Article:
Gaucher Disease

  • Medical Author:
    Melissa Conrad Stöppler, MD

    Melissa Conrad Stöppler, MD, is a U.S. board-certified Anatomic Pathologist with subspecialty training in the fields of Experimental and Molecular Pathology. Dr. Stöppler's educational background includes a BA with Highest Distinction from the University of Virginia and an MD from the University of North Carolina. She completed residency training in Anatomic Pathology at Georgetown University followed by subspecialty fellowship training in molecular diagnostics and experimental pathology.

  • Medical Editor: William C. Shiel Jr., MD, FACP, FACR
    William C. Shiel Jr., MD, FACP, FACR

    William C. Shiel Jr., MD, FACP, FACR

    Dr. Shiel received a Bachelor of Science degree with honors from the University of Notre Dame. There he was involved in research in radiation biology and received the Huisking Scholarship. After graduating from St. Louis University School of Medicine, he completed his Internal Medicine residency and Rheumatology fellowship at the University of California, Irvine. He is board-certified in Internal Medicine and Rheumatology.

How is Gaucher disease inherited?

Gaucher disease in inherited in an autosomal recessive pattern, meaning that both parents must carry a copy of the defective gene in order for a child to be affected.

How common is Gaucher disease?

In people of Ashkenazi Jewish descent Type 1 Gaucher disease (see below) is more common, and affects 1 out of every 855 people. About 1 out of every 15 people of Ashkenazi Jewish descent are thought to be carriers of the genetic mutation responsible for Gaucher disease. The other types of Gaucher disease do not occur more frequently in people of Ashkenazi Jewish heritage. In the non-Jewish population, Gaucher disease affects 1 out of every 40,000 people.

What are the types of Gaucher disease?

Type 1 Gaucher disease

The most common form of the condition is type 1 Gaucher disease. About 90% of people with the condition have this type. The signs and symptoms of this type can vary in their extent of severity. The symptoms can appear in childhood or may be delayed until adulthood. The brain and spinal cord, or central nervous system (CNS), are typically not affected by the disease, so this type is sometimes referred to as non-neuronopathic, meaning that the condition does not affect nerve cells.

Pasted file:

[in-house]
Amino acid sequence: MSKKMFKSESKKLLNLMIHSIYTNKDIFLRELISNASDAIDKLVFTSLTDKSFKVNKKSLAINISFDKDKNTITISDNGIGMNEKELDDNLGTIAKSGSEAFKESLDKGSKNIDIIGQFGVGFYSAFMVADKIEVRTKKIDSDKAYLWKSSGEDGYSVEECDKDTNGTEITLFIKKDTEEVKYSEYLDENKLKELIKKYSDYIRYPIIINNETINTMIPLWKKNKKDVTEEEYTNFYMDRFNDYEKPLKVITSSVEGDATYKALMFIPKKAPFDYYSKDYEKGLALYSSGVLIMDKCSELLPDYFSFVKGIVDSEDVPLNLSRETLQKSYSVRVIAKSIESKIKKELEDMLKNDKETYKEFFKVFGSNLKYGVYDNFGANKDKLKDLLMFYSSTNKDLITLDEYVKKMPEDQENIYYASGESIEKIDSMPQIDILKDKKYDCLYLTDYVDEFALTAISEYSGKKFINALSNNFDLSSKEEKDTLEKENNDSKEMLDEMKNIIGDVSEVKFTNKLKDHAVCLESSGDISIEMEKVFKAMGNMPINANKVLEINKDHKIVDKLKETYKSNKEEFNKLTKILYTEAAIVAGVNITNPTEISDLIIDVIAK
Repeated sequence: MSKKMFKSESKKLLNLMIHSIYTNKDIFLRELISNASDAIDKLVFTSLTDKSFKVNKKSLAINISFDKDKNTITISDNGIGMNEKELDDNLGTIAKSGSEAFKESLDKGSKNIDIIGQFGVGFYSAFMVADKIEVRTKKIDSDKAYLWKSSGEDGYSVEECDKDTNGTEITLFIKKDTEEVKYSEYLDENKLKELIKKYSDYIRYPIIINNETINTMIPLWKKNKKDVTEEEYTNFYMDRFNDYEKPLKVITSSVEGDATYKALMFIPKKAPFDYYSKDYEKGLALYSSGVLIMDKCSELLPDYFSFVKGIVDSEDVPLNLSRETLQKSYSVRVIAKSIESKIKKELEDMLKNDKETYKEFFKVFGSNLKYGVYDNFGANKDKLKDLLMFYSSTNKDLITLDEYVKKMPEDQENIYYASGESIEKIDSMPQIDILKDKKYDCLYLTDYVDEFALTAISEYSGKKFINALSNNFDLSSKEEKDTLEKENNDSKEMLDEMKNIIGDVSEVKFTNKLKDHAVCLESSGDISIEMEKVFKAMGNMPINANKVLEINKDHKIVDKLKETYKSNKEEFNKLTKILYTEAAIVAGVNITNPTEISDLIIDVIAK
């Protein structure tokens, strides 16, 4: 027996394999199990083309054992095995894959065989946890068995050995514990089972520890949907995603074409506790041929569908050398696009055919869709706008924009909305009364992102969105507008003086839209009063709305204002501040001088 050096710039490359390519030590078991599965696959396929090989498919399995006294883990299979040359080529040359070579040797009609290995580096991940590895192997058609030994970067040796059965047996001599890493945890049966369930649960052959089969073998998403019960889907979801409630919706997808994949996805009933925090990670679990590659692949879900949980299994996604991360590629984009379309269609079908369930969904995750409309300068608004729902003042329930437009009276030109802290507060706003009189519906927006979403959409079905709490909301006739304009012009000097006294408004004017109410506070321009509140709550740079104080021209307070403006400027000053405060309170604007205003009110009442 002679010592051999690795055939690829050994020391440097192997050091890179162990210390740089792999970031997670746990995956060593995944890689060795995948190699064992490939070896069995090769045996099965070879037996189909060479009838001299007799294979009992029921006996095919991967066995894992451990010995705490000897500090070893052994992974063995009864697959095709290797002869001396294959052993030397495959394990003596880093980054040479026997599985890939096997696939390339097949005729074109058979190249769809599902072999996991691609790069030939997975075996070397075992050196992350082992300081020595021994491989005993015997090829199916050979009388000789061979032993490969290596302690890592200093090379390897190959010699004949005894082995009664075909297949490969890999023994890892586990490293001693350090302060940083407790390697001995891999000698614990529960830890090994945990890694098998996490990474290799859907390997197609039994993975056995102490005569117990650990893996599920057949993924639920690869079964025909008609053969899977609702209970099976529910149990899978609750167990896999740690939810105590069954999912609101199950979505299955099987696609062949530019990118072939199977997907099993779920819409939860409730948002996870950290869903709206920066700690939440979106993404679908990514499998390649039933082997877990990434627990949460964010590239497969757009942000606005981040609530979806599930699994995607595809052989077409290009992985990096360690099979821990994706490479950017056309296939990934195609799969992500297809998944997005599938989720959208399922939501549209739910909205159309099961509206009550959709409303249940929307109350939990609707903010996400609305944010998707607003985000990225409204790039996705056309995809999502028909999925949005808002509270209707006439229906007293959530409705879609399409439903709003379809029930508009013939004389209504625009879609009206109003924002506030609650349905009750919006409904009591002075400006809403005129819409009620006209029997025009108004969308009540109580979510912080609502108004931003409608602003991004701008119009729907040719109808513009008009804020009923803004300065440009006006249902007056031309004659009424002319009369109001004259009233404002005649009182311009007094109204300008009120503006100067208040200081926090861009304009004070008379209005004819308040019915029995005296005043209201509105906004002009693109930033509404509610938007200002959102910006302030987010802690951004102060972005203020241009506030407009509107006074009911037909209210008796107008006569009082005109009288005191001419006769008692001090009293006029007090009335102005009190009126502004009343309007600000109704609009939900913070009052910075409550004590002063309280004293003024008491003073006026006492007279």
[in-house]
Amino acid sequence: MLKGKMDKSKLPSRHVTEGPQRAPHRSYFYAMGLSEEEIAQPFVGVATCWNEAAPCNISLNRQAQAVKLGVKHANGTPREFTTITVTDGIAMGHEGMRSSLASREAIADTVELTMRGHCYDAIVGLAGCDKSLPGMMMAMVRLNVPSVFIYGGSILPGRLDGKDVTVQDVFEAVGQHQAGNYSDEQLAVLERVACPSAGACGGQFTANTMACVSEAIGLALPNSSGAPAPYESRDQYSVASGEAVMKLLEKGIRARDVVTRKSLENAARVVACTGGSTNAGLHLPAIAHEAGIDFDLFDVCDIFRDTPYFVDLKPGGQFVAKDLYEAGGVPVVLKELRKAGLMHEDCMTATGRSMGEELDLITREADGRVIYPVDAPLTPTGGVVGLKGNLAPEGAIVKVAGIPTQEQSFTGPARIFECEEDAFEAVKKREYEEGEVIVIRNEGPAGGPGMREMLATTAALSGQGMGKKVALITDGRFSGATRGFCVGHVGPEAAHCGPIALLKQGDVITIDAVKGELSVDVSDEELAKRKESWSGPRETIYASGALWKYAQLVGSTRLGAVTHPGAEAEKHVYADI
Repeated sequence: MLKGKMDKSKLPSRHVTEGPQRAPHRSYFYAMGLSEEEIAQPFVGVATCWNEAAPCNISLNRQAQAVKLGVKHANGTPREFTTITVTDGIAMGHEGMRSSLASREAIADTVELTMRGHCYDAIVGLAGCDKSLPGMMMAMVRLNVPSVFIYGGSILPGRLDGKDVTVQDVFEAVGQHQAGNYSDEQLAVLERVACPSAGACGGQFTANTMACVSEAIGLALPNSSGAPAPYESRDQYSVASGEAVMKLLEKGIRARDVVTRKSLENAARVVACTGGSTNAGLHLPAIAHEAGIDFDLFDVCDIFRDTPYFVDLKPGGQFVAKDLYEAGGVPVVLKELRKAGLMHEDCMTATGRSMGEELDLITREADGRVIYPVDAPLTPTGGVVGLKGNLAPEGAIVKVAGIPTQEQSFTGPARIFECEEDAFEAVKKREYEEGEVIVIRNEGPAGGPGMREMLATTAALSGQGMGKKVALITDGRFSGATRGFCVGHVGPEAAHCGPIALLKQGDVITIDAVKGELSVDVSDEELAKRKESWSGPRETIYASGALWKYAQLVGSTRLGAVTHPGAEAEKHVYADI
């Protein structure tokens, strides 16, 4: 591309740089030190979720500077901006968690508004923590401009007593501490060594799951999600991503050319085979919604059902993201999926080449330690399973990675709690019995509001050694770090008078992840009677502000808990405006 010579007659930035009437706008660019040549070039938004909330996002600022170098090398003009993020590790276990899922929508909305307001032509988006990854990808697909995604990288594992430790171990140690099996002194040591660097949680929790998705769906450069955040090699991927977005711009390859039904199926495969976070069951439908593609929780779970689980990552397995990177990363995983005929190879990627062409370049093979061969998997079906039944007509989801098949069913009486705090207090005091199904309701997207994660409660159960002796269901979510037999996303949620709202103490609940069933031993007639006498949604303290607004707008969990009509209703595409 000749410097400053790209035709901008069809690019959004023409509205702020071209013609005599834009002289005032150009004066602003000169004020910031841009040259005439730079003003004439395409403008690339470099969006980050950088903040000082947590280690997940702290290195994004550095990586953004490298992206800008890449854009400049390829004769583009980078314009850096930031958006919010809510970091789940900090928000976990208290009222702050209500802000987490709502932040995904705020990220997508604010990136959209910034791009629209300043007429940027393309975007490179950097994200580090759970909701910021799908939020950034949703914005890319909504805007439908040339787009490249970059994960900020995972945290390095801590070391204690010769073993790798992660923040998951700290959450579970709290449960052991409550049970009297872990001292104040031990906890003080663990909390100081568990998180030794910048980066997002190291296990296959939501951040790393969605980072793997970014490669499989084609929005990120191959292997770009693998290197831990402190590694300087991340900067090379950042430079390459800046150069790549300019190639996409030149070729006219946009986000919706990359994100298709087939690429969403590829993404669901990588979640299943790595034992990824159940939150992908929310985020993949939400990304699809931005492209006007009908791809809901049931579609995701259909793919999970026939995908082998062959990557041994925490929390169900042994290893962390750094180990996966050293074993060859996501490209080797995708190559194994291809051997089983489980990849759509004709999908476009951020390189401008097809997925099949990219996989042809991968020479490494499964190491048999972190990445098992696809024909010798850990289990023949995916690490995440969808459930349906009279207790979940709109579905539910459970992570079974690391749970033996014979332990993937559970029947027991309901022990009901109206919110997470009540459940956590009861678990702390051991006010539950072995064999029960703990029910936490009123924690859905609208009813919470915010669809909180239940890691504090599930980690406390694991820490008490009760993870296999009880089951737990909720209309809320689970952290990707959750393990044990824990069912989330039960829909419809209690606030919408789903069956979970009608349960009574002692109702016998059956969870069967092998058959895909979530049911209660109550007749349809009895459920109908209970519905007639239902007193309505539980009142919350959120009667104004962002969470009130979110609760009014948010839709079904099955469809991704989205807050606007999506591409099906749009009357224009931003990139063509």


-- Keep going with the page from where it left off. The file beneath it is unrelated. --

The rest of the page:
Type 2 Gaucher disease (acute neuronopathic form)

This rare type of Gaucher disease affects the nervous system and is termed neuronopathic Gaucher disease. Signs and symptoms include seizures, eye movement problems, and brain damage. Type 2 Gaucher disease is very severe and typically leads to life-threatening medical problems that begin in infancy.

Type 3 Gaucher disease (chronic neoronopathic form)

Like Type 2 Gaucher disease, type 3 Gaucher is a neuronopathic for of Gaucher disease that affects the nervous system, but symptoms do not progress as rapidly as in Type 2. The signs and symptoms may appear in infancy or later in childhood.

Perinatal lethal Gaucher disease

Perinatal lethal Gaucher disease is the most severe form of the condition. With this type, the life-threatening conditions can appear before birth. There may be excessive swelling and fluid accumulation in the fetus (hydrops fetalis) prior to birth. Other features can include severe neurological disturbances, abnormal facial features, hepatosplenomegaly, and dry or scaly skin. Most infants with this form of the condition survive only a few days after birth.

Cardiovascular Gaucher disease

This type of Gaucher disease, considered a rare subgroup of type 3 disease, primarily affects the heart, leading to calcification or hardening of the heart valves. Sometimes, symptoms and signs of other types of Gaucher disease may also be present.

Medically Reviewed by a Doctor on 7/5/2016

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